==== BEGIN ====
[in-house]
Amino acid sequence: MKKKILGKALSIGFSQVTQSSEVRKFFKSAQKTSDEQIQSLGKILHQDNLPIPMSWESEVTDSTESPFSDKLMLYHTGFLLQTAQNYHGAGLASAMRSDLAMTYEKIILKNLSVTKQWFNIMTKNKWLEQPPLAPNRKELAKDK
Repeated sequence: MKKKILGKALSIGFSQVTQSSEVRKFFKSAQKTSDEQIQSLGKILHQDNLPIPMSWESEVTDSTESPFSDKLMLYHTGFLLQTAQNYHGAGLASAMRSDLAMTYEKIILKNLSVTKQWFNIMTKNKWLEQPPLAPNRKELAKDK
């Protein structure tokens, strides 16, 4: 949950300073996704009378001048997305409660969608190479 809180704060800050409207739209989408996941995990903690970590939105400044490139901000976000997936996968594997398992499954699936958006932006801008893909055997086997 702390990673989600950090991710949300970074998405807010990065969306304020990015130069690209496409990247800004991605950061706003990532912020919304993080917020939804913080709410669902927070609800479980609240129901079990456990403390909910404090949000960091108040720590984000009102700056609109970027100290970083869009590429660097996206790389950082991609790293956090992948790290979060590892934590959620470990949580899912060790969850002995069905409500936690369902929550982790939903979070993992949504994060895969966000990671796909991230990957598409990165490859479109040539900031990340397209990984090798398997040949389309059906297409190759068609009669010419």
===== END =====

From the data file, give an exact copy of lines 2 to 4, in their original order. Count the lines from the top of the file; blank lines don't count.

Amino acid sequence: MKKKILGKALSIGFSQVTQSSEVRKFFKSAQKTSDEQIQSLGKILHQDNLPIPMSWESEVTDSTESPFSDKLMLYHTGFLLQTAQNYHGAGLASAMRSDLAMTYEKIILKNLSVTKQWFNIMTKNKWLEQPPLAPNRKELAKDK
Repeated sequence: MKKKILGKALSIGFSQVTQSSEVRKFFKSAQKTSDEQIQSLGKILHQDNLPIPMSWESEVTDSTESPFSDKLMLYHTGFLLQTAQNYHGAGLASAMRSDLAMTYEKIILKNLSVTKQWFNIMTKNKWLEQPPLAPNRKELAKDK
């Protein structure tokens, strides 16, 4: 949950300073996704009378001048997305409660969608190479 809180704060800050409207739209989408996941995990903690970590939105400044490139901000976000997936996968594997398992499954699936958006932006801008893909055997086997 702390990673989600950090991710949300970074998405807010990065969306304020990015130069690209496409990247800004991605950061706003990532912020919304993080917020939804913080709410669902927070609800479980609240129901079990456990403390909910404090949000960091108040720590984000009102700056609109970027100290970083869009590429660097996206790389950082991609790293956090992948790290979060590892934590959620470990949580899912060790969850002995069905409500936690369902929550982790939903979070993992949504994060895969966000990671796909991230990957598409990165490859479109040539900031990340397209990984090798398997040949389309059906297409190759068609009669010419």